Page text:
Sepia Saturday’s them for the week – trains, trams, transport. But if I say trains and transport then the next word is troops.
I prefer to use images from the family albums but this time I am going with my favorite photo from the State Library of Victoria. It is listed as being from the Melbourne newspaper of the time, the Argus on August 14th, 1940. However it does not appear in the paper. but is one of a collection which came from the paper. Why ever wasn’t it used. Every photo tells a story and this photo tells a very powerful story.
The unanswered question is – Who are these two central people ?
Is she his wife, fiancee, girl friend ? Was this an embarkation leave farewell? Troops were still being sent to the Middle East . Did he come back safely or was he killed at Tobruk like the driver of the bread van in my home town ?
In this second photo you can again see her on the shoulder of some strong person.
Another time we see the soldiers marching down platform 10A at Spencer St Station in 1944, the engine for their train waiting t in the background.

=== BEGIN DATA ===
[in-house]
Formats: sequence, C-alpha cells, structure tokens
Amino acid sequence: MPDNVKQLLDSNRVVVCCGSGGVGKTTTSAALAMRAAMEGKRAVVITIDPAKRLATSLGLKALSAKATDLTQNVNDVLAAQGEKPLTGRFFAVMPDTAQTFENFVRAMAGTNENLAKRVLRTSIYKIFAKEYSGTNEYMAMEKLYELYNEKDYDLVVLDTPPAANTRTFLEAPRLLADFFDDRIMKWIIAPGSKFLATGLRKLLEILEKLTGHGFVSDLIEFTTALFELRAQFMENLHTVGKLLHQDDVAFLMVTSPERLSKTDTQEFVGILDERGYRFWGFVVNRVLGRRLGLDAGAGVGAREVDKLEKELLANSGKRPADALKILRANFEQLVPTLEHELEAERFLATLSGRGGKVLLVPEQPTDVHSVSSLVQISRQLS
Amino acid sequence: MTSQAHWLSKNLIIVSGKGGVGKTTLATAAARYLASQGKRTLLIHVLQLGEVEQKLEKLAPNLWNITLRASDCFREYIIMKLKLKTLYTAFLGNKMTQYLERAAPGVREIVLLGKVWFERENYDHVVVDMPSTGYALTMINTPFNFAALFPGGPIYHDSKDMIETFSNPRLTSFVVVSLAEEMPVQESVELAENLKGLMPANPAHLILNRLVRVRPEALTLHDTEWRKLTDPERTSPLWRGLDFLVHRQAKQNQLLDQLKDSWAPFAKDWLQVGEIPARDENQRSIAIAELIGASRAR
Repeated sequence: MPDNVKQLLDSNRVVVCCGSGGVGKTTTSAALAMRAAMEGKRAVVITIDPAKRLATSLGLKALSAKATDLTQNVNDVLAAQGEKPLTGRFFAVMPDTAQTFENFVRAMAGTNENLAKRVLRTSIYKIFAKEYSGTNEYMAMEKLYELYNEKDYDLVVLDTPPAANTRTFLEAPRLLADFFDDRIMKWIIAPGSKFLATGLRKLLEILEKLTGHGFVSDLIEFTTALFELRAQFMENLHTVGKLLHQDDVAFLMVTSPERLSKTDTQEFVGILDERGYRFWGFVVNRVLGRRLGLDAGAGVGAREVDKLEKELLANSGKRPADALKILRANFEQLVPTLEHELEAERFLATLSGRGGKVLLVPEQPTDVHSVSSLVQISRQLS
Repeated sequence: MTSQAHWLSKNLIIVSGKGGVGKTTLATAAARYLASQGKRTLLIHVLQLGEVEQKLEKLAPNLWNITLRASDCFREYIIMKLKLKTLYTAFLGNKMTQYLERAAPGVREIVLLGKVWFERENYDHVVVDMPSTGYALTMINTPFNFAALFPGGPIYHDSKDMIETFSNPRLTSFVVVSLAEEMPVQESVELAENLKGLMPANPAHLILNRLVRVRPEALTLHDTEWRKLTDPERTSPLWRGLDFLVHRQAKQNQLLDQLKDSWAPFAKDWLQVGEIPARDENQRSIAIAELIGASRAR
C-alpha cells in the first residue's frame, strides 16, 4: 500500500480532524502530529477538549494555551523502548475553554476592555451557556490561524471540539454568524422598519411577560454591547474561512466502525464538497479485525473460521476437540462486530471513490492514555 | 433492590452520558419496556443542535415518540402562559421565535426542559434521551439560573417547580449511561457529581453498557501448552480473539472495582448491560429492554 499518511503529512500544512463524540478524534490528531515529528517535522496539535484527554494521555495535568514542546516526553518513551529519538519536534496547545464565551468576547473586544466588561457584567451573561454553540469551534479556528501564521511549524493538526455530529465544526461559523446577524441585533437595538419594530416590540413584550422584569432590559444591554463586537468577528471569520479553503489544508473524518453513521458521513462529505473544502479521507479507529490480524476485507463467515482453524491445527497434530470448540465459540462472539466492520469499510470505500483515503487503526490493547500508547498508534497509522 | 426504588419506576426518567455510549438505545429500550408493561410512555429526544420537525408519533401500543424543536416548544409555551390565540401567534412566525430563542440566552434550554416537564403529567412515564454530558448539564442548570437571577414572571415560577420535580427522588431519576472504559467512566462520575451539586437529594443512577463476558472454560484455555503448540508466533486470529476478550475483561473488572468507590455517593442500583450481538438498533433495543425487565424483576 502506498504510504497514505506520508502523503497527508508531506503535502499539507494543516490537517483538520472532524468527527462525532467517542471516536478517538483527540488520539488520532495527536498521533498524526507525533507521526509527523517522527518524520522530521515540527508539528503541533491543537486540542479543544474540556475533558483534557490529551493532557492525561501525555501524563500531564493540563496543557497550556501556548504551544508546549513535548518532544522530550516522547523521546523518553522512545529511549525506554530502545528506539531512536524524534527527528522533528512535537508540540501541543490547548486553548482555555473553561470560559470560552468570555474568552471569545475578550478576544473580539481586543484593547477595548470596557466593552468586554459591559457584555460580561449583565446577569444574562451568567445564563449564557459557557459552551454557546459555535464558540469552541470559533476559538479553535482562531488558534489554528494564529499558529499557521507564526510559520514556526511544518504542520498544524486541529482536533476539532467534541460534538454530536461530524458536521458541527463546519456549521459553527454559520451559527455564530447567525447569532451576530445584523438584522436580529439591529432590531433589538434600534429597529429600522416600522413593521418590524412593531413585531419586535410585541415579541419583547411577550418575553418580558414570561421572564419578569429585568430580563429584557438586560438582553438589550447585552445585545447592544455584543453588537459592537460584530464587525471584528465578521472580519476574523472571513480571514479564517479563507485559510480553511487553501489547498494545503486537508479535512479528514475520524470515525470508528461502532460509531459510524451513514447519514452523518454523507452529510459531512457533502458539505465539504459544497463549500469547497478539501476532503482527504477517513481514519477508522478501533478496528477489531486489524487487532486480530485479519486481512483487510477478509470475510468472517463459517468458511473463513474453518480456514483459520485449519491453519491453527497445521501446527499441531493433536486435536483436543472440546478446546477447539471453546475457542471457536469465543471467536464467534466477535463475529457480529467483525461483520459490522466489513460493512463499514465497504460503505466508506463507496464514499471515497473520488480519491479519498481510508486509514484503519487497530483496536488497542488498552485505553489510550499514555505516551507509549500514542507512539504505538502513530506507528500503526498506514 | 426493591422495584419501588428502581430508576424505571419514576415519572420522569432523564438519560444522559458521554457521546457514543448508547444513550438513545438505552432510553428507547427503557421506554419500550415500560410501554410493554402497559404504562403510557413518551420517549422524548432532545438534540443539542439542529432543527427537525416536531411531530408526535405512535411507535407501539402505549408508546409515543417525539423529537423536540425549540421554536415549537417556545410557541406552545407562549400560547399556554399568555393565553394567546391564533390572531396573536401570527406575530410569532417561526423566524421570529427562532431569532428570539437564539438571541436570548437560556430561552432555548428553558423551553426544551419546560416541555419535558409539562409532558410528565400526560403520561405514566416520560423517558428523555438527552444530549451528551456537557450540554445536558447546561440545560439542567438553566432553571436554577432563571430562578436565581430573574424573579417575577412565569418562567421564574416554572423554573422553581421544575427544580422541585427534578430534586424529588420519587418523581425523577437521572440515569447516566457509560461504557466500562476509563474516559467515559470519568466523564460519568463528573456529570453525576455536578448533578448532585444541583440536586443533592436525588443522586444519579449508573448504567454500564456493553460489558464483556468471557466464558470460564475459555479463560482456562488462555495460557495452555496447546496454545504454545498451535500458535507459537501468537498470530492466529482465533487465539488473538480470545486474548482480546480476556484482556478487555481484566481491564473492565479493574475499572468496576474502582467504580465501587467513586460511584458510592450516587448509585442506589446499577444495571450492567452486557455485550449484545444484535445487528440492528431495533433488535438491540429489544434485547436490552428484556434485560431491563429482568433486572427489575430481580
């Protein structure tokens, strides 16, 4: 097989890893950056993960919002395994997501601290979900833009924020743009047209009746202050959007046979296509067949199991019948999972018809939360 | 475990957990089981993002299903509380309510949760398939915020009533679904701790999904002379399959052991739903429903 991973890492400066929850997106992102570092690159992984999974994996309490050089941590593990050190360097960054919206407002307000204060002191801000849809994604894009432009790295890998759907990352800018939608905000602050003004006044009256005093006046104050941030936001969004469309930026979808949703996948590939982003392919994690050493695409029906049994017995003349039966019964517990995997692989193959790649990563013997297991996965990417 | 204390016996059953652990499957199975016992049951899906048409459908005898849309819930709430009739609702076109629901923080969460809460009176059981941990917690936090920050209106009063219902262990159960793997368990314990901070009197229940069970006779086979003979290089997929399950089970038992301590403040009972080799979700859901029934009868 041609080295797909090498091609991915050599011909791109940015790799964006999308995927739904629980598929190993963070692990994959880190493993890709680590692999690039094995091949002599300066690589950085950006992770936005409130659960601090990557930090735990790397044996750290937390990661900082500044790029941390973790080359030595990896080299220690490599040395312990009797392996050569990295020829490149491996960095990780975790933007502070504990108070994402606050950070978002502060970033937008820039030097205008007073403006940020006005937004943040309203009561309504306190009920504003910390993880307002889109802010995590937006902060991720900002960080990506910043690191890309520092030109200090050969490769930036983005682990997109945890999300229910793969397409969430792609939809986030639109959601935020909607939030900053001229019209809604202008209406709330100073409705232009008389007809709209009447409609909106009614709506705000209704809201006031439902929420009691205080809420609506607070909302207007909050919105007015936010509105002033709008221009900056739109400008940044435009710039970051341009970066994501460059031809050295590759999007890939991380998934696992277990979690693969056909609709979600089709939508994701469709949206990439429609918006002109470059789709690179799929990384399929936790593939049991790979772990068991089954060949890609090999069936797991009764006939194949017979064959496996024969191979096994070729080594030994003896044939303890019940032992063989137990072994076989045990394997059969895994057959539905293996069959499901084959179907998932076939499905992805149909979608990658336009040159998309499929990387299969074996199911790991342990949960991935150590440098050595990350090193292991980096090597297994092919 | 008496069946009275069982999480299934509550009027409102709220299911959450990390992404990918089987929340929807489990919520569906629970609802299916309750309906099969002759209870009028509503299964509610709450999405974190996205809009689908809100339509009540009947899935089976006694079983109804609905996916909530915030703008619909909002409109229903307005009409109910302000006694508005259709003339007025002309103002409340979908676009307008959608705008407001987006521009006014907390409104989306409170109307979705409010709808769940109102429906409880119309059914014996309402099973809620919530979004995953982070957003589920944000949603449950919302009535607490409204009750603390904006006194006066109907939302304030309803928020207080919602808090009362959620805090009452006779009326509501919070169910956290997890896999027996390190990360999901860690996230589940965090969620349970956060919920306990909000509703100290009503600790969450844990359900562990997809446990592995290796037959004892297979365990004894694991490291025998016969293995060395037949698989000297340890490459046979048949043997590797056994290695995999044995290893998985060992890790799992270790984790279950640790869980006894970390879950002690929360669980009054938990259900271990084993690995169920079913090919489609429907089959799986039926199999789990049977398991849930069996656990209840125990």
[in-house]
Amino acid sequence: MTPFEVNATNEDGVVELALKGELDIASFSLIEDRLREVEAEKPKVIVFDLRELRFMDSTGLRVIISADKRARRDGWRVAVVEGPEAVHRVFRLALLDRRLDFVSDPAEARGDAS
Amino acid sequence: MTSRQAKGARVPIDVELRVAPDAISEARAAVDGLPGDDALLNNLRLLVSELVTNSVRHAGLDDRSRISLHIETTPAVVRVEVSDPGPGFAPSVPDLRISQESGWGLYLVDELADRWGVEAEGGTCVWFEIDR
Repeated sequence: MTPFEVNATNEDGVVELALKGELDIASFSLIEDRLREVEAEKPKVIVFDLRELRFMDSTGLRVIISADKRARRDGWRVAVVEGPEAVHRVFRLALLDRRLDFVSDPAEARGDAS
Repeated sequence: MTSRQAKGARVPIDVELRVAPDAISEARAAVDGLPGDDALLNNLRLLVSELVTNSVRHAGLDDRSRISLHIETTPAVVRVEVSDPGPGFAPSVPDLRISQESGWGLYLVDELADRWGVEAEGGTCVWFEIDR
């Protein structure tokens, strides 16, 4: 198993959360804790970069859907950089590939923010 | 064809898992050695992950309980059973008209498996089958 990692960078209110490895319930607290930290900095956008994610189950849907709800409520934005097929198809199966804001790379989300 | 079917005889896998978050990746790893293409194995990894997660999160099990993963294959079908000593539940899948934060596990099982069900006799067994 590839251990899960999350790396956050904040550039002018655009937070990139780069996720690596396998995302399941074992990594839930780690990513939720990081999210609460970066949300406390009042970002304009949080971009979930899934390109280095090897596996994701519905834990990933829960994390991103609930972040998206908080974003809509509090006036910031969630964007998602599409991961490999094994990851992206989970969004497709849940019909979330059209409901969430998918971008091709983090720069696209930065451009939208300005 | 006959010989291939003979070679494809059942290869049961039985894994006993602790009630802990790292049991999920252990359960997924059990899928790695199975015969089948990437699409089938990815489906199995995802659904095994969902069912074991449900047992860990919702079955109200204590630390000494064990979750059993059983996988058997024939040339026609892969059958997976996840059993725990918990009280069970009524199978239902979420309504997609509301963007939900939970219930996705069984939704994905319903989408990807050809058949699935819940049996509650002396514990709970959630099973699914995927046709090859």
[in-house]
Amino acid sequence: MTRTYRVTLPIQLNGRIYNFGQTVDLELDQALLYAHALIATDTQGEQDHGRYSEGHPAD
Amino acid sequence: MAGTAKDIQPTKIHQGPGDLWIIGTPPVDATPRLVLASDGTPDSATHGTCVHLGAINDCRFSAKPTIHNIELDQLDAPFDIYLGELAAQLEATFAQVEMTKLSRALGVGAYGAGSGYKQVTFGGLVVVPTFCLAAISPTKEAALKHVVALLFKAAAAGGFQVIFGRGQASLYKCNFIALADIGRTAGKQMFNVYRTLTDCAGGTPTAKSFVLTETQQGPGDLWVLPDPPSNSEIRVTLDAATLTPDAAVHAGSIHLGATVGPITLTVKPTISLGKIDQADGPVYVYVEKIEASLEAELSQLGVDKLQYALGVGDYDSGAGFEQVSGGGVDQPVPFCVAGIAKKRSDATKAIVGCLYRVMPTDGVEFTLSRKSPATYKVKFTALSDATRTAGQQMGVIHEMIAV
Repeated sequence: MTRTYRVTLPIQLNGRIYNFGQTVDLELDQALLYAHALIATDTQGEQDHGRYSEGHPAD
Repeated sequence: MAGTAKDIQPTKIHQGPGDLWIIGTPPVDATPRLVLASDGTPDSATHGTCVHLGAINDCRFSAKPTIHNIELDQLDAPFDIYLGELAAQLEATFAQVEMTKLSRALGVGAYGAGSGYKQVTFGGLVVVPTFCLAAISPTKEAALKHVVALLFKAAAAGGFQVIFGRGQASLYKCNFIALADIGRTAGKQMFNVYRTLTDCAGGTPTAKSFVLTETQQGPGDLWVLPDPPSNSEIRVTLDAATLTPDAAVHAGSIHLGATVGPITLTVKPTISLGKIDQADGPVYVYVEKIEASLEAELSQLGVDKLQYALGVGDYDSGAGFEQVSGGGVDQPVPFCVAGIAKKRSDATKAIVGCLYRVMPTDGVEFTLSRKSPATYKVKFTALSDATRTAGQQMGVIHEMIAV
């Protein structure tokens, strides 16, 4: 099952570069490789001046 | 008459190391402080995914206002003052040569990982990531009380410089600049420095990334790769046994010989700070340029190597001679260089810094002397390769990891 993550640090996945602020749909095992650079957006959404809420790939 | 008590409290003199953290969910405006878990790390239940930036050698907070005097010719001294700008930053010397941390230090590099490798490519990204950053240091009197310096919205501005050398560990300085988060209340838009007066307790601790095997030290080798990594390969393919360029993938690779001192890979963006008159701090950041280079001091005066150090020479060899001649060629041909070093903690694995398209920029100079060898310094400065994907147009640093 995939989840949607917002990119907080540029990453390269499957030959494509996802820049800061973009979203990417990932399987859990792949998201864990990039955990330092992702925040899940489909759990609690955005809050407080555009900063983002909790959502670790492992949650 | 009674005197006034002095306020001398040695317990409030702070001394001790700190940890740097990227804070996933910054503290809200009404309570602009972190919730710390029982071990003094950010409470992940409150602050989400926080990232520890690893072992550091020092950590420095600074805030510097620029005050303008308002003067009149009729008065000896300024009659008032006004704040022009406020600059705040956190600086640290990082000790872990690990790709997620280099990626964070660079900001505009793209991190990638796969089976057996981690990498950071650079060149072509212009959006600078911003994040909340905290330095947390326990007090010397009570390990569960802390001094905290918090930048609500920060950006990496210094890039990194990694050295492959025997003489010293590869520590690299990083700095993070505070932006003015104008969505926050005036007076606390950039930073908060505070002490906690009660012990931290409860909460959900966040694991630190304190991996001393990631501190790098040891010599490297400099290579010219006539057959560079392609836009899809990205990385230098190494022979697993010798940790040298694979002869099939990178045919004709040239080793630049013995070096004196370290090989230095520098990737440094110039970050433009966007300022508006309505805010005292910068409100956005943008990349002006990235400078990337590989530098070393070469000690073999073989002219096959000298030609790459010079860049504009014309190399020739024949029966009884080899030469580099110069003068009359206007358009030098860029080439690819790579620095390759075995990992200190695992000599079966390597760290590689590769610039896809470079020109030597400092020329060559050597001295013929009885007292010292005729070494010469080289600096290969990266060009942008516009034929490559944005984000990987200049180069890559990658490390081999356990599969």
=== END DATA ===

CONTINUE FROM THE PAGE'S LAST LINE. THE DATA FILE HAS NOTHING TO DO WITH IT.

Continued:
Then in 2012 Toni Jordan published her novel Nine Days which was inspired by the kiss photo. She put her imagination to work to give a story going both back to the past and forward to the future. It is so believable and particularly enjoyable to anyone who enjoys their inner Melbourne suburbs and the idea of life as it was, in this case inner-city Richmond.
And a bit of trivia for the young-uns as to those beautiful marcel waves in the first photo. These days with all the electric wands for straightening and curling you might not know that in the 1930s when these marcel waves were popular, to make them at home you used these torturous butterfly metal grips with sharp teeth which pinched the damp hair together into ridges. When dry the hair would comb out into waves.
Go to Sepia Saturday to read more stories of earth-bound transport of every imaginable kind.